How to ensure a positive return on your web design investment
If you’re thinking about a website development project for a new start-up business or updating the design of your existing website there are a number of fundamental questions that you should consider right at the start before ploughing ahead. Here are a few of them:
- Can I use a website to provide a new or better service to my customers?
- Will it help my business to improve communication with potential new and existing customers?
- Will it help to cut costs in my organisation and can I use it to replace or improve any existing business & marketing processes?
Time and time again we hear of companies that are dissatisfied with their website as they have been unsuccessful in taking advantage of the many benefits digital marketing can offer. These companies have been mis-sold an inappropriate website solution and as such have struggled to generate any positive return on their investment
They have approached their web design project without a clear digital strategy and have not taken into consideration other essential aspects such as website promotion and website measurement. Lightley.com believes that this is not the best way to go about designing a web presence if you want to maximise your return on your investment.
To avoid the above scenario we have developed a five-stage approach to effective web design, which involves:
- Setting your objectives
- Planning your website
- Building your website
- Promoting your website
- Measuring your website
So let’s look at the above 5 stages in more detail…
Identifying your business, marketing & communication objectives
Behind the development of an effective website lie a number of strategic considerations of critical importance.
- How will it support your business goals and marketing strategy?
- How will it best promote your organisation and initiate dialogue with existing and potential new customers?
- How will the site function to help you communicate more effectively and work more efficiently?
To progress with developing an effective web presence a business requirements analysis should be carried out at the beginning of the web project. This will ensure that when the project moves into the design and build phase, all of the critical questions will have already been answered. We believe it’s critical to match the design and implementation of your website to your target audience’s needs, expectations and capabilities. We then design and build your site from the end-user’s point of view, so that they’re comfortable in the site’s surroundings and the site helps them to achieve their online goals.
Through the business needs analysis, we can approach the project from a strong base of certainty – the site we build will work well for your audiences (both internal & external). This will keep costs down in the long run, as there will be no question of “trial and error” designs and redesigns of the website. Once the business needs analysis has been completed we then provide you with a development plan that recommends the ideal approach to fulfilling those needs.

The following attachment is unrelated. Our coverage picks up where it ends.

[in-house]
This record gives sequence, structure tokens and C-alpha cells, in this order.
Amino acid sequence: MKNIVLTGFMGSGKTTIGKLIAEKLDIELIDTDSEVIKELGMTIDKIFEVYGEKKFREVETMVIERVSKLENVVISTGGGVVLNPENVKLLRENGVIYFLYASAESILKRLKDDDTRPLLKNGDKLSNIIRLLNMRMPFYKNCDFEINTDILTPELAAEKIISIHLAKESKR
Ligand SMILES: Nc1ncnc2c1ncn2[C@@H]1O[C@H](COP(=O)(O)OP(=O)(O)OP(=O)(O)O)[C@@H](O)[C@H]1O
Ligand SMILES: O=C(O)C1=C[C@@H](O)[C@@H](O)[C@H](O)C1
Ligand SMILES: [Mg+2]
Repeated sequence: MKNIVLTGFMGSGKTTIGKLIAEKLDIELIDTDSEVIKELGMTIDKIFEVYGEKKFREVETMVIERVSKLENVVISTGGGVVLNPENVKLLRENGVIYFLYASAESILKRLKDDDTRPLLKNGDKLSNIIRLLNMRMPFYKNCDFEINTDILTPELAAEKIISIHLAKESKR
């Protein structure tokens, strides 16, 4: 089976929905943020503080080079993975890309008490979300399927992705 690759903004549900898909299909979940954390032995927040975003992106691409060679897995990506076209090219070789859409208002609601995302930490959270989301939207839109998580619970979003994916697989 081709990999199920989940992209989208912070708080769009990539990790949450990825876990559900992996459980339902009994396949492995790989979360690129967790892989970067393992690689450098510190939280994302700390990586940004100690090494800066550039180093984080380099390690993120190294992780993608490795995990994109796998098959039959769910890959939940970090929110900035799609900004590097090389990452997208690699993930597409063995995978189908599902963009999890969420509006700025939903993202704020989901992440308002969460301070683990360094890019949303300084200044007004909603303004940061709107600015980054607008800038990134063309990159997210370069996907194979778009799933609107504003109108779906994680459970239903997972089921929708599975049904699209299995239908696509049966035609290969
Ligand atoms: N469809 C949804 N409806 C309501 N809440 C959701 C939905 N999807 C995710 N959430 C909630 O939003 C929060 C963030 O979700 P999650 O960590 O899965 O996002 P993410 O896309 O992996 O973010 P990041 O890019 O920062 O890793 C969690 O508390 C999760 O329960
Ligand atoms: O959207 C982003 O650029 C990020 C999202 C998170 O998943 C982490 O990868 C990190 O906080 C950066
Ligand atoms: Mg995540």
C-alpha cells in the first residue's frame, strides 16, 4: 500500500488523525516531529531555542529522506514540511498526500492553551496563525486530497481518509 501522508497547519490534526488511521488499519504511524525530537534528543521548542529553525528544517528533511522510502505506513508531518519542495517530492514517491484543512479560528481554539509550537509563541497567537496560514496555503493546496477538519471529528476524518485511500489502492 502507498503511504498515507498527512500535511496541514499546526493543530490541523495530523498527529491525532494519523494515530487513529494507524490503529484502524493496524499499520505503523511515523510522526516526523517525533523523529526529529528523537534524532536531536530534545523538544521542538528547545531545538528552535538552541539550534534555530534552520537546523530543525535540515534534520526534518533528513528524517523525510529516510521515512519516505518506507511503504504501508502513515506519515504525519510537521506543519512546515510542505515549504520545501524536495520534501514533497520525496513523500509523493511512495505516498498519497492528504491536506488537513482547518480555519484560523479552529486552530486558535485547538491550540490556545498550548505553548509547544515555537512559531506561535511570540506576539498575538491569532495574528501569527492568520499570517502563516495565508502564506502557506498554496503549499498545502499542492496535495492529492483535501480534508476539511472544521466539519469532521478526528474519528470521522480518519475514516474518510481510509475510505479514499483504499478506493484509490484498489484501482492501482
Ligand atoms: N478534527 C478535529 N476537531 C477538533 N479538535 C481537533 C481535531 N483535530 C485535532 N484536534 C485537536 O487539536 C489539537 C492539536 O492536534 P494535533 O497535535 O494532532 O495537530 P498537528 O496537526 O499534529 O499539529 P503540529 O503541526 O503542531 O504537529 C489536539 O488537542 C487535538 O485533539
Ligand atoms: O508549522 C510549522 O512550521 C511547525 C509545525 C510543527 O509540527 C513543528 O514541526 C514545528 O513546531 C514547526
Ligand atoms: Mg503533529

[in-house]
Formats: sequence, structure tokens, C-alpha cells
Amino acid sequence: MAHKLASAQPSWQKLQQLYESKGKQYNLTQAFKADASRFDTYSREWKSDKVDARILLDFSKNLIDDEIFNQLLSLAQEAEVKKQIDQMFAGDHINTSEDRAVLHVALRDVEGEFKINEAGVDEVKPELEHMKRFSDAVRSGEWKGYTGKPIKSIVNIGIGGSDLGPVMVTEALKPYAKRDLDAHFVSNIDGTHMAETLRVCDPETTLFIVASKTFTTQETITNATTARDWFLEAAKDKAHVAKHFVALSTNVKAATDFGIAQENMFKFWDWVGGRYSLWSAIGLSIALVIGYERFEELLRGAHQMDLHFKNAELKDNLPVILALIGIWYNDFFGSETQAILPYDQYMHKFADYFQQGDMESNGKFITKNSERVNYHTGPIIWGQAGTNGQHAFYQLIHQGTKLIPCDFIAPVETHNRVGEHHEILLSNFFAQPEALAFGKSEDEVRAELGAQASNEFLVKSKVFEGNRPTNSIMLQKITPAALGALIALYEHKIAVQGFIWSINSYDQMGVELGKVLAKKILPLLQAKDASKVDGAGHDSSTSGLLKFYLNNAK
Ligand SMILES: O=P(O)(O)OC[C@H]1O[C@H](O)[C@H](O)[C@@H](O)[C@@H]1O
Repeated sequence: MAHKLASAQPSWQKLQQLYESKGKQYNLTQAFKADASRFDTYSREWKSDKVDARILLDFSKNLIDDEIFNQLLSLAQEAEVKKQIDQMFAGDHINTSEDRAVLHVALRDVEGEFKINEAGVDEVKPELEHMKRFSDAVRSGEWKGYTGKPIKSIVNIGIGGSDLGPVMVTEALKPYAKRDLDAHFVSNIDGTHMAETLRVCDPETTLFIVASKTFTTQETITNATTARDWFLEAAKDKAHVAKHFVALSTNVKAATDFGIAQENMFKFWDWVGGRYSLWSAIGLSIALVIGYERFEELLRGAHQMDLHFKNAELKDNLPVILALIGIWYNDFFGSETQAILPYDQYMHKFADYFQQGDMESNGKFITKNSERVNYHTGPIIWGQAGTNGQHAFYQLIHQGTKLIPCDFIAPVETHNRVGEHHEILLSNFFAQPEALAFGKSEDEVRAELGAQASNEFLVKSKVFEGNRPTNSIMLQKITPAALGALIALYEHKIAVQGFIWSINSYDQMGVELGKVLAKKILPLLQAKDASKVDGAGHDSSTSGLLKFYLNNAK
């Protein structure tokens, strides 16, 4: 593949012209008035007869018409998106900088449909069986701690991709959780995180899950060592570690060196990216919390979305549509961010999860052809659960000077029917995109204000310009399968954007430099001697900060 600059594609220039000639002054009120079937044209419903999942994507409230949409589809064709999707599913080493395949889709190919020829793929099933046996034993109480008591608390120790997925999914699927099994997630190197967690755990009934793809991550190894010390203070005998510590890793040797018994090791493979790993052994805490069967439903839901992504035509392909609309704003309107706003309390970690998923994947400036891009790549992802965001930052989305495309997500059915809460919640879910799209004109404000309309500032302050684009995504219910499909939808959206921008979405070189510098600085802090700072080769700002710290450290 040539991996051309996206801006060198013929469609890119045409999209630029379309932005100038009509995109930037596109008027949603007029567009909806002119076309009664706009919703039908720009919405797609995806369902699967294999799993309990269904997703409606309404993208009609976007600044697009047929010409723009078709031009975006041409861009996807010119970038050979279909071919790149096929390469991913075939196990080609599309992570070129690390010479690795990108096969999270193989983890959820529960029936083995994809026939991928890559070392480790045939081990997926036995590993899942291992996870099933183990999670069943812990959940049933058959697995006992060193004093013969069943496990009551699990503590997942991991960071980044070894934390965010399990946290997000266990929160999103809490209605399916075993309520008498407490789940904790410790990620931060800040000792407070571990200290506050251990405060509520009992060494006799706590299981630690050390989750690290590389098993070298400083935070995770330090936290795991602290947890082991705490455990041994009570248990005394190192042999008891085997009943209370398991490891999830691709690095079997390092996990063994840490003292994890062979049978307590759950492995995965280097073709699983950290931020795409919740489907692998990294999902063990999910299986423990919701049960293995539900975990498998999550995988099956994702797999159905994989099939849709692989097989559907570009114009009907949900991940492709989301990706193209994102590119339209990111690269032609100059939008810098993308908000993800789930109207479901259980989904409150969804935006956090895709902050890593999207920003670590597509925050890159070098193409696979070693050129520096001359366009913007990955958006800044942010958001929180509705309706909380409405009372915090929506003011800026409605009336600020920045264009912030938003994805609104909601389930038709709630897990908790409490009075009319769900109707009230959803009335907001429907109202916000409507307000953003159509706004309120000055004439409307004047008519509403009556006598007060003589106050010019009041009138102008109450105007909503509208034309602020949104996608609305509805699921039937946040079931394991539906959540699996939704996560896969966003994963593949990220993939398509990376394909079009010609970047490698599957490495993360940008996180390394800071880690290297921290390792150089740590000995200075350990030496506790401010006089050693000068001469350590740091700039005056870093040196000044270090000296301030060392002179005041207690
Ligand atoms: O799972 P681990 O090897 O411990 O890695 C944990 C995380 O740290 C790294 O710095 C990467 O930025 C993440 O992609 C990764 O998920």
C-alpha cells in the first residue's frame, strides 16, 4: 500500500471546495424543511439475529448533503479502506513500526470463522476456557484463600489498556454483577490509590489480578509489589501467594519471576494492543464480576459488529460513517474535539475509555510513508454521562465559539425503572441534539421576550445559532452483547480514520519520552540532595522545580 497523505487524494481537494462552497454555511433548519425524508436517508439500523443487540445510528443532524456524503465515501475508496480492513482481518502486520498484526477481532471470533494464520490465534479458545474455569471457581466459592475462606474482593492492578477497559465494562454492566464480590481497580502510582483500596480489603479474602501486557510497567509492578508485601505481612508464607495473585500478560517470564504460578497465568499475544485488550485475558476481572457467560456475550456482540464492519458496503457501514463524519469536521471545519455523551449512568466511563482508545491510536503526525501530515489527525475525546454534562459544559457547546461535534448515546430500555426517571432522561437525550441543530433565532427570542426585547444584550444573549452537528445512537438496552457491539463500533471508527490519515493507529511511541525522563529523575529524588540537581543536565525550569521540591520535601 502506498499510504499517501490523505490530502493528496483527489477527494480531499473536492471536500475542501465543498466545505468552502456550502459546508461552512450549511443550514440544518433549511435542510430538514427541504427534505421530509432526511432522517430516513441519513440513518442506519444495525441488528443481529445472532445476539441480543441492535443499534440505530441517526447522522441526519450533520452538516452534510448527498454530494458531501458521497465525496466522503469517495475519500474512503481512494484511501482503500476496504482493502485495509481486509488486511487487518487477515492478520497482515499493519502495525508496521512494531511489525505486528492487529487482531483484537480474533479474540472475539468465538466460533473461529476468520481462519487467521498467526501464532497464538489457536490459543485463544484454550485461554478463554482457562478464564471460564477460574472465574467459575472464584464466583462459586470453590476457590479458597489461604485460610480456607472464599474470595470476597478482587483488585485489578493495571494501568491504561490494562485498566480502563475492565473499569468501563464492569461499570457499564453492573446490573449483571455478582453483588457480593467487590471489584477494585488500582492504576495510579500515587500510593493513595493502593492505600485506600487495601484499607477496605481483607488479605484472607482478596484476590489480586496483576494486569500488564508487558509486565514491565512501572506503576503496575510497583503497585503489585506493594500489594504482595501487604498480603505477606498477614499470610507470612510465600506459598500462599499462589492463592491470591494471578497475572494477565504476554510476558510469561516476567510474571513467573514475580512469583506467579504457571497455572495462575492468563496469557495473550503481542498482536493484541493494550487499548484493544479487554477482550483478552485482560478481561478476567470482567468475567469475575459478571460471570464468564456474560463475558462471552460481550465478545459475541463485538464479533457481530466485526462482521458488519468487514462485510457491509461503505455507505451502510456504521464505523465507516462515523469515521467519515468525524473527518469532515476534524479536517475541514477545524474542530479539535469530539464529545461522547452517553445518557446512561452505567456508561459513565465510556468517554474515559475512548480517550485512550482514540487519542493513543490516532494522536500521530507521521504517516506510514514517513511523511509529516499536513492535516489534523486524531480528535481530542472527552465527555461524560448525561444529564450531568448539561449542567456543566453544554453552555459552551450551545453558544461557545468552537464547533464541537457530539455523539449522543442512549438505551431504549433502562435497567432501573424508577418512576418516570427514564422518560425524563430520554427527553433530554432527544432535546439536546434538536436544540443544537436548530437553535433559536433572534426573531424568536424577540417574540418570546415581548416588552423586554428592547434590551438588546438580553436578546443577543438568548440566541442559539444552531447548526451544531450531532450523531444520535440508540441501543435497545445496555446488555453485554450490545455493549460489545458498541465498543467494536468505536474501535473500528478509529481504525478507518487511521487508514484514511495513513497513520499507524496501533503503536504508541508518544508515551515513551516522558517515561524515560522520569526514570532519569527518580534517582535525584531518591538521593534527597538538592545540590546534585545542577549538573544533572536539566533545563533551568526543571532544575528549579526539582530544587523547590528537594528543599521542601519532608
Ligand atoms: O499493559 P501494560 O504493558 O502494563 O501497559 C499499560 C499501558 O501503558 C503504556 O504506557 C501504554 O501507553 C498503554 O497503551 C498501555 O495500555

In carrying out the business needs analysis, we will investigate the following issues in depth:
What are your business needs?
- What does your company want to accomplish through the web? Simple name recognition, increase brand awareness, lead generation, business to business communication, information dissemination etc.
- How would your company’s corporate identity and brand best be translated onto the web?
- How can general business strategies and goals be aided or fulfilled through the web?
Who is your target audience?
- Who is the target audience for your website?
- What will that target audience expect and need from your website?
- What can the site provide them with; what can you give them that will encourage action, loyalty and repeat visits?
- What will bring them to the site in the first place?
- How do you intend them to find your site? Traditional forms of advertising, word of mouth, news articles, social media, search engines etc?
- How can the site encourage the audience to do act in the way you want them to (in order to fulfill your business objectives – i.e. if one of the goals is opening a dialogue with potential new clients, how can the site best encourage the audience to contact you?
Marketing and communications integration
- How will your website fit into the company’s overall marketing strategy?
- How will your company be using the web to facilitate communication?
- How will the site content be organised so that is easy to use and provides value to the user?
- Will the site be an information & content driven site or image driven one?
- What are the administrative implications of the website – will the company need to implement any new marketing systems, like a CRM to track enquiries and communication / sales stages?
- How will the site support or drive existing and new marketing campaigns?
By having a clear outline of your marketing goals and objectives and answering above questions you’ll more easily be able to assess the effectiveness of your website.
Planning the design & development of your web site
Identifying the most suitable design approach, content and fuctionality
Due to the volume of websites now available on the Web, Internet users are becoming more selective in deciding which websites are worthy of their browsing time. If your website is slow to download on a mobile device, lacks interactivity and if the information and tools contained within your site are difficult to find, then your visitor will hit the ‘back’ button faster than you can say…
Lightley.com takes the approach of designing your site from a ‘usability’ perspective and not merely from a pure aesthetic perspective. It is important to make the site easy to navigate and not to frustrate them with a multitude of snazzy graphics that take forever to download. Just so you know, Google takes page speed load time into consideration as part of its search engine algorithm.